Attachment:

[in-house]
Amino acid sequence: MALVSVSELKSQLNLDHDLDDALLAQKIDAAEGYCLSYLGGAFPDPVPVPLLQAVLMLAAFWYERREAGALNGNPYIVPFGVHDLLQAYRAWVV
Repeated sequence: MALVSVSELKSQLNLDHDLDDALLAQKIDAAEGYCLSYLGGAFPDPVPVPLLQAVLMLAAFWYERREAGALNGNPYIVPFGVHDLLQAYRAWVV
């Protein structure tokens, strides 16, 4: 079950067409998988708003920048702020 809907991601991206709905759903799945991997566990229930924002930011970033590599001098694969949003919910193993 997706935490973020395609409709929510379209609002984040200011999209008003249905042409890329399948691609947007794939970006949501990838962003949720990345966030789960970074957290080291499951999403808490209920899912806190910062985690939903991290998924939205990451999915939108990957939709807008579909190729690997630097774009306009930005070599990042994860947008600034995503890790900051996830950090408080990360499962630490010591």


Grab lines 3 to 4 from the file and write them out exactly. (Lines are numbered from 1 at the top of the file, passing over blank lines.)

Repeated sequence: MALVSVSELKSQLNLDHDLDDALLAQKIDAAEGYCLSYLGGAFPDPVPVPLLQAVLMLAAFWYERREAGALNGNPYIVPFGVHDLLQAYRAWVV
């Protein structure tokens, strides 16, 4: 079950067409998988708003920048702020 809907991601991206709905759903799945991997566990229930924002930011970033590599001098694969949003919910193993 997706935490973020395609409709929510379209609002984040200011999209008003249905042409890329399948691609947007794939970006949501990838962003949720990345966030789960970074957290080291499951999403808490209920899912806190910062985690939903991290998924939205990451999915939108990957939709807008579909190729690997630097774009306009930005070599990042994860947008600034995503890790900051996830950090408080990360499962630490010591």